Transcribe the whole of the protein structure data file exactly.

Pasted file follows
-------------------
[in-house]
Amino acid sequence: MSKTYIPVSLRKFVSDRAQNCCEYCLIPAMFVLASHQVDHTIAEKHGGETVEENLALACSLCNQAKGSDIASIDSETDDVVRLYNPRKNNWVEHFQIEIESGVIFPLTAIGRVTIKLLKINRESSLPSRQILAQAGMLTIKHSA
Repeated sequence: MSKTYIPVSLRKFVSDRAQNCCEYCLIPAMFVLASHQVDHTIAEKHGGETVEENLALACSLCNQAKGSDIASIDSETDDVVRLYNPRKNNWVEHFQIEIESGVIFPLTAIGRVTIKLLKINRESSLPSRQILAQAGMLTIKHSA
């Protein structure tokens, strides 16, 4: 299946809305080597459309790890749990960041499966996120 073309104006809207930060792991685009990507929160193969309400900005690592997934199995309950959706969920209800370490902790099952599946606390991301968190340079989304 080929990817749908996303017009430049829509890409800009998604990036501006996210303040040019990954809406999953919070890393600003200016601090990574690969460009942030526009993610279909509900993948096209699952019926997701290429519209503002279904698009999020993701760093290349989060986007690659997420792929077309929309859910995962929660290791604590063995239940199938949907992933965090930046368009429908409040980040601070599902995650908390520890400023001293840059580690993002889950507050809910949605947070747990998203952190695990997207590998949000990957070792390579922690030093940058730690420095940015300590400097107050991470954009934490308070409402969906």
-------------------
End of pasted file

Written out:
[in-house]
Amino acid sequence: MSKTYIPVSLRKFVSDRAQNCCEYCLIPAMFVLASHQVDHTIAEKHGGETVEENLALACSLCNQAKGSDIASIDSETDDVVRLYNPRKNNWVEHFQIEIESGVIFPLTAIGRVTIKLLKINRESSLPSRQILAQAGMLTIKHSA
Repeated sequence: MSKTYIPVSLRKFVSDRAQNCCEYCLIPAMFVLASHQVDHTIAEKHGGETVEENLALACSLCNQAKGSDIASIDSETDDVVRLYNPRKNNWVEHFQIEIESGVIFPLTAIGRVTIKLLKINRESSLPSRQILAQAGMLTIKHSA
């Protein structure tokens, strides 16, 4: 299946809305080597459309790890749990960041499966996120 073309104006809207930060792991685009990507929160193969309400900005690592997934199995309950959706969920209800370490902790099952599946606390991301968190340079989304 080929990817749908996303017009430049829509890409800009998604990036501006996210303040040019990954809406999953919070890393600003200016601090990574690969460009942030526009993610279909509900993948096209699952019926997701290429519209503002279904698009999020993701760093290349989060986007690659997420792929077309929309859910995962929660290791604590063995239940199938949907992933965090930046368009429908409040980040601070599902995650908390520890400023001293840059580690993002889950507050809910949605947070747990998203952190695990997207590998949000990957070792390579922690030093940058730690420095940015300590400097107050991470954009934490308070409402969906």